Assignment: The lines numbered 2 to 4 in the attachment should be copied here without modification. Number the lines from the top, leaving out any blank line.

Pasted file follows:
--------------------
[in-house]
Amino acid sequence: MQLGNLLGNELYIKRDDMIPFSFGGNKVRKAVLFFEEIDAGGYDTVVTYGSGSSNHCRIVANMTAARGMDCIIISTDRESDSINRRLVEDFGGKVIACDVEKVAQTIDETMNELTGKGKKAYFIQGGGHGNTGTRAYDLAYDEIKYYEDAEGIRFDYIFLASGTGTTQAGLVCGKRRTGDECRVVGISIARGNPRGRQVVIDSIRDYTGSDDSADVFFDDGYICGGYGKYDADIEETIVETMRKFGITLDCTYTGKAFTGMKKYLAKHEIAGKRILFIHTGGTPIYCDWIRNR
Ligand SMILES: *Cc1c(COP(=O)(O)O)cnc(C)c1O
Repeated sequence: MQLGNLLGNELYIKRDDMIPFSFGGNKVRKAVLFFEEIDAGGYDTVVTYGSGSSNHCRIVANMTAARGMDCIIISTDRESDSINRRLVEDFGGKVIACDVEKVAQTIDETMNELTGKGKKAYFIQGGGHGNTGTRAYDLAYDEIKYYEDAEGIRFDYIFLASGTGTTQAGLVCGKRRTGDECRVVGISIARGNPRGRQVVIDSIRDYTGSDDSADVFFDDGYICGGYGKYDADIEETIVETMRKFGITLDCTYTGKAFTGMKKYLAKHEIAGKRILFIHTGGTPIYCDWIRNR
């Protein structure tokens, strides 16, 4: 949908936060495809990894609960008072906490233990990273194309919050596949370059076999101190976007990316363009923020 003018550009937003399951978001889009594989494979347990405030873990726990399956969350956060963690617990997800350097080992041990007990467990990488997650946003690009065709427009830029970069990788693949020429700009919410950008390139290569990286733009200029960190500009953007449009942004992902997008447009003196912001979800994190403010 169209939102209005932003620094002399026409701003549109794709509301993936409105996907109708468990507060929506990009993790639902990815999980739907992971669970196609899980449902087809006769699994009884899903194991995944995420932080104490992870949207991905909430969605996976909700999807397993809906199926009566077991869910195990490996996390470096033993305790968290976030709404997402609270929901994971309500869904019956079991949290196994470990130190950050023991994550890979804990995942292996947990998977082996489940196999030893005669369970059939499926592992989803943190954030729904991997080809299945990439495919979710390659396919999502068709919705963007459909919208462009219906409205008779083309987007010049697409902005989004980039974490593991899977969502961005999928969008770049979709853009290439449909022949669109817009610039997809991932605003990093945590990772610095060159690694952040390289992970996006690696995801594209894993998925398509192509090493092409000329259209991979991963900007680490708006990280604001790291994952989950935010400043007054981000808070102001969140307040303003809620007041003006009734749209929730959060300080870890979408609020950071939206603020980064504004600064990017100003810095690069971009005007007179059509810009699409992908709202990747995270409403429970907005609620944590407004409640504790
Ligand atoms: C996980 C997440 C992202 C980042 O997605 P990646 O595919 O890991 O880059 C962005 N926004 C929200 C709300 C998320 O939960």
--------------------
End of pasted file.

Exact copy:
Amino acid sequence: MQLGNLLGNELYIKRDDMIPFSFGGNKVRKAVLFFEEIDAGGYDTVVTYGSGSSNHCRIVANMTAARGMDCIIISTDRESDSINRRLVEDFGGKVIACDVEKVAQTIDETMNELTGKGKKAYFIQGGGHGNTGTRAYDLAYDEIKYYEDAEGIRFDYIFLASGTGTTQAGLVCGKRRTGDECRVVGISIARGNPRGRQVVIDSIRDYTGSDDSADVFFDDGYICGGYGKYDADIEETIVETMRKFGITLDCTYTGKAFTGMKKYLAKHEIAGKRILFIHTGGTPIYCDWIRNR
Ligand SMILES: *Cc1c(COP(=O)(O)O)cnc(C)c1O
Repeated sequence: MQLGNLLGNELYIKRDDMIPFSFGGNKVRKAVLFFEEIDAGGYDTVVTYGSGSSNHCRIVANMTAARGMDCIIISTDRESDSINRRLVEDFGGKVIACDVEKVAQTIDETMNELTGKGKKAYFIQGGGHGNTGTRAYDLAYDEIKYYEDAEGIRFDYIFLASGTGTTQAGLVCGKRRTGDECRVVGISIARGNPRGRQVVIDSIRDYTGSDDSADVFFDDGYICGGYGKYDADIEETIVETMRKFGITLDCTYTGKAFTGMKKYLAKHEIAGKRILFIHTGGTPIYCDWIRNR